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  • Introduction
  • Peter Mwikisa, Mary S. Lederer, and Leloba Molema

The idea for this special issue of Research in African Literatures was first raised during a visit by Ruthmarie Mitsch to the University of Botswana in 2006. After looking at the output of the journal over the years, Mitsch had noted that Southern African writing was not as well represented as other literatures of Africa. Peter Mwikisa, of the University of Botswana Department of English, suggested the idea of a special issue on this topic and asked Mary Lederer and Leloba Molema (formerly and currently of the UB English Department) to work with him.

As work for the issue got underway, a number of problems revealed themselves. Firstly, none of the editorial team members had ever done such an issue before and were often unfamiliar with the processes involved in advertising the call for papers, assembling articles, etc. Encouraging people to submit articles for the topic (Southern African literature outside South Africa) proved to be more difficult than anticipated. We had assumed that scholars from these countries would be anxious to send their work in for consideration, but as deadlines came and went, we had to scramble to pull together sufficient material for an issue. Promises of articles came from Malawi, London, Botswana, Zimbabwe, the United States, and Zambia, but in the end many authors pulled out, frequently citing overwork as the reason.

Secondly, once we had a set of papers assembled, we had difficulty finding reviewers. Again, promises to review came from a number of places, but again, as deadlines came and went, we became increasingly desperate to find people to review the material we had. In spite of promises to complete the work by first one deadline, then another, then a third, many reviewers simply dropped out of the picture. This review process took us significantly longer than we had anticipated. Nevertheless, and in spite of nagging email problems, we finally got all the papers, reviewers’ comments, and revised papers together, and this special issue of Research in African Literatures is the result.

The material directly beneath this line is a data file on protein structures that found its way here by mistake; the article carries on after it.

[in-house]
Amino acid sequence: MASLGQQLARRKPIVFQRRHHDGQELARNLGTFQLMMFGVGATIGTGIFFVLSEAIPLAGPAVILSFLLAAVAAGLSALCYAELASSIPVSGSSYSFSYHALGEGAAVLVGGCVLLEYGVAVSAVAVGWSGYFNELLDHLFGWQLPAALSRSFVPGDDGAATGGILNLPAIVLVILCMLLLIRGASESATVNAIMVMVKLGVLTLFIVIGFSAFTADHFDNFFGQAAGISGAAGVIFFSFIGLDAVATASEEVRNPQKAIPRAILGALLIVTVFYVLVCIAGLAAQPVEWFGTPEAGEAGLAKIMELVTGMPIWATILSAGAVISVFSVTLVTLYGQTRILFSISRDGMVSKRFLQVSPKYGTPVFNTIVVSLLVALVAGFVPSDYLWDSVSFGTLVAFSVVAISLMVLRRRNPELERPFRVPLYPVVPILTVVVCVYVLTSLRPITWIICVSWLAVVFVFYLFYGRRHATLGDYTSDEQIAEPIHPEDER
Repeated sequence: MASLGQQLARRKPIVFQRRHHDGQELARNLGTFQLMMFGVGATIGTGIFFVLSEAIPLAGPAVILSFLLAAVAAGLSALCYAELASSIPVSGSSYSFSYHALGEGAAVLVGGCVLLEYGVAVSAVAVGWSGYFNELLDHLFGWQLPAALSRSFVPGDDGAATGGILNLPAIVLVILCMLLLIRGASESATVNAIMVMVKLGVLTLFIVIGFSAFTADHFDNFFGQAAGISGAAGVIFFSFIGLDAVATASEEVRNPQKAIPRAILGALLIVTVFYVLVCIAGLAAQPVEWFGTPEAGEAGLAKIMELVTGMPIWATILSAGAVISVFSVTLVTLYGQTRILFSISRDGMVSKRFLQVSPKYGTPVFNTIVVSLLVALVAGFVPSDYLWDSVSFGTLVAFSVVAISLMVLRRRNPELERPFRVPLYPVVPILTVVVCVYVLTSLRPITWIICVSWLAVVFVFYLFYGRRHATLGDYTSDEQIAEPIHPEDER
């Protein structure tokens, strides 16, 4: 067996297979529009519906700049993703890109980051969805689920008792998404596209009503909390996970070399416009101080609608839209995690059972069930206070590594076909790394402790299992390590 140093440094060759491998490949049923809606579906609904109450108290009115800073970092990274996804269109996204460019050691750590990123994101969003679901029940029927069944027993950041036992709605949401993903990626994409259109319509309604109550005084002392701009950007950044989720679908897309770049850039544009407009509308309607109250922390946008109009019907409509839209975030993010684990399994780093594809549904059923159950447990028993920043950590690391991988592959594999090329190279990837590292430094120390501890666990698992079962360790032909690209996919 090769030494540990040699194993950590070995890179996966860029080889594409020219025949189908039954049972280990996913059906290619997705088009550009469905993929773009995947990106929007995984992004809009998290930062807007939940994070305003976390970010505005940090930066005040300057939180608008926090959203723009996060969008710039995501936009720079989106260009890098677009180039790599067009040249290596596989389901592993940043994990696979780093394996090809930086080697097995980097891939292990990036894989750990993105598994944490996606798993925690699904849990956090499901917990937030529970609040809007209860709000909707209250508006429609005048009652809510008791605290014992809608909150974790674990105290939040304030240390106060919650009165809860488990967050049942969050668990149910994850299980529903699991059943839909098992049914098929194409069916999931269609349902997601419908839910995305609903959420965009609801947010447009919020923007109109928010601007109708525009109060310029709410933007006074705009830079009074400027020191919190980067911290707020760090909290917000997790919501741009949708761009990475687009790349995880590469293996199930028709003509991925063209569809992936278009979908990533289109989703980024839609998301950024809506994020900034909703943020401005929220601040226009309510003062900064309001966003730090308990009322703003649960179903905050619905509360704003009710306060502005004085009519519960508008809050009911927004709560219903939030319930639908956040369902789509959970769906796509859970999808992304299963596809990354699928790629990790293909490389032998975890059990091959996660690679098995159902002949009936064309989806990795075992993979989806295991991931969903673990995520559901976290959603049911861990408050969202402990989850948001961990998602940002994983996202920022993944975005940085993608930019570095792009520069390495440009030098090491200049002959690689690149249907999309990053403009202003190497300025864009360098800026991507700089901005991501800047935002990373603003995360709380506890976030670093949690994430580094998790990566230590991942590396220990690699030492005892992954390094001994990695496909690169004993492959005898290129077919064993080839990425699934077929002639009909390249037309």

We preface these introductory comments with an indication of the problems we encountered putting together this special issue because of two things [End Page v] that became clear to us as we read through the submissions. The first was that the problems we encountered appeared, at least in part, to be responsible for the scanty representation of literature and scholarship from Southern Africa not only in issues of Research in African Literatures but on the global stage in general. Lack of intimate familiarity with the technologies, processes, and protocols that go into getting published means that many writers and scholars from the region, but outside South Africa, are not able to get their work into the global commodity system. In fact, so crucial is this knowledge that because of the lack of it, local writers and scholars have often been hard put to get their works included even in local institutional syllabi and academic discourses. The second point that became clear to us in the course of reading the submissions to this special issue is that these problems in fact frustrate a cosmopolitan impulse that is common to both the literature and scholarship represented in this issue as well as in the desire on the part of the editors of this special issue to be associated with Research in African Literatures. The problems point to the ambiguous role played by South Africa, for centuries regarded as the regional source of a cosmopolitan outlook, in the regional search for a satisfactory conduit for entry into wider cosmopolitanism. Achille Mbembe suggests that “if ever there was an African form of metropolitan modernity, Johannesburg would be its classical location” (1). Yet the impression that emerges from the submissions we have received is that despite its metropolitan pretensions, South Africa is not a convincing source of a cosmopolitan outlook. Indeed, the whole subregion seems to be re-evaluating its long past of entanglements with South Africa, keen to stress the fact that these entanglements were a two-way process in which there was both a recognition of a regional cohesion that was not necessarily driven by South Africa’s political...


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